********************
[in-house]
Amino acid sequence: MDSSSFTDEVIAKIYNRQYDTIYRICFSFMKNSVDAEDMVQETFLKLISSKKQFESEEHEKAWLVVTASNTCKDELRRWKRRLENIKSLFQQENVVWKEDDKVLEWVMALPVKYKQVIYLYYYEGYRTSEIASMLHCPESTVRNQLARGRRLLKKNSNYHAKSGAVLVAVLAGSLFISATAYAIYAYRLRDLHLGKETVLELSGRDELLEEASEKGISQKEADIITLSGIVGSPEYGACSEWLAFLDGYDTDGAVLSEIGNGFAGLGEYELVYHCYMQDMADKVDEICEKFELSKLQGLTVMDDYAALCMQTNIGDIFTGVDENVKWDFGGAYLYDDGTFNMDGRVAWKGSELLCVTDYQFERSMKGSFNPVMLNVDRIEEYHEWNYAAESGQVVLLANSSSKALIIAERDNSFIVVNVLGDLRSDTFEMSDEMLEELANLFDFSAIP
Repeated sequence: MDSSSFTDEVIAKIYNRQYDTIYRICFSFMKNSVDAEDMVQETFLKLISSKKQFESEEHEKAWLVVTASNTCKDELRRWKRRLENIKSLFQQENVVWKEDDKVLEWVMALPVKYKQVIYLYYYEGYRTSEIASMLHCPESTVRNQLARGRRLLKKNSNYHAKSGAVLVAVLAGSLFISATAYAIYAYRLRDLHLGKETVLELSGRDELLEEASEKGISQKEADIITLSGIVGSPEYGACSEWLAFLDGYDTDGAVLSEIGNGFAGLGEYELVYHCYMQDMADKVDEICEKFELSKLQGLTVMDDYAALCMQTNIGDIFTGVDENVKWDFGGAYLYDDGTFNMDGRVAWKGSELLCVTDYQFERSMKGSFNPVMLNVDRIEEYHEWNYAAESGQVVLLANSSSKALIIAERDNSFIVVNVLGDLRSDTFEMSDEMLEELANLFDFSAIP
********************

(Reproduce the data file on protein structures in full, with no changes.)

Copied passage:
[in-house]
Amino acid sequence: MDSSSFTDEVIAKIYNRQYDTIYRICFSFMKNSVDAEDMVQETFLKLISSKKQFESEEHEKAWLVVTASNTCKDELRRWKRRLENIKSLFQQENVVWKEDDKVLEWVMALPVKYKQVIYLYYYEGYRTSEIASMLHCPESTVRNQLARGRRLLKKNSNYHAKSGAVLVAVLAGSLFISATAYAIYAYRLRDLHLGKETVLELSGRDELLEEASEKGISQKEADIITLSGIVGSPEYGACSEWLAFLDGYDTDGAVLSEIGNGFAGLGEYELVYHCYMQDMADKVDEICEKFELSKLQGLTVMDDYAALCMQTNIGDIFTGVDENVKWDFGGAYLYDDGTFNMDGRVAWKGSELLCVTDYQFERSMKGSFNPVMLNVDRIEEYHEWNYAAESGQVVLLANSSSKALIIAERDNSFIVVNVLGDLRSDTFEMSDEMLEELANLFDFSAIP
Repeated sequence: MDSSSFTDEVIAKIYNRQYDTIYRICFSFMKNSVDAEDMVQETFLKLISSKKQFESEEHEKAWLVVTASNTCKDELRRWKRRLENIKSLFQQENVVWKEDDKVLEWVMALPVKYKQVIYLYYYEGYRTSEIASMLHCPESTVRNQLARGRRLLKKNSNYHAKSGAVLVAVLAGSLFISATAYAIYAYRLRDLHLGKETVLELSGRDELLEEASEKGISQKEADIITLSGIVGSPEYGACSEWLAFLDGYDTDGAVLSEIGNGFAGLGEYELVYHCYMQDMADKVDEICEKFELSKLQGLTVMDDYAALCMQTNIGDIFTGVDENVKWDFGGAYLYDDGTFNMDGRVAWKGSELLCVTDYQFERSMKGSFNPVMLNVDRIEEYHEWNYAAESGQVVLLANSSSKALIIAERDNSFIVVNVLGDLRSDTFEMSDEMLEELANLFDFSAIP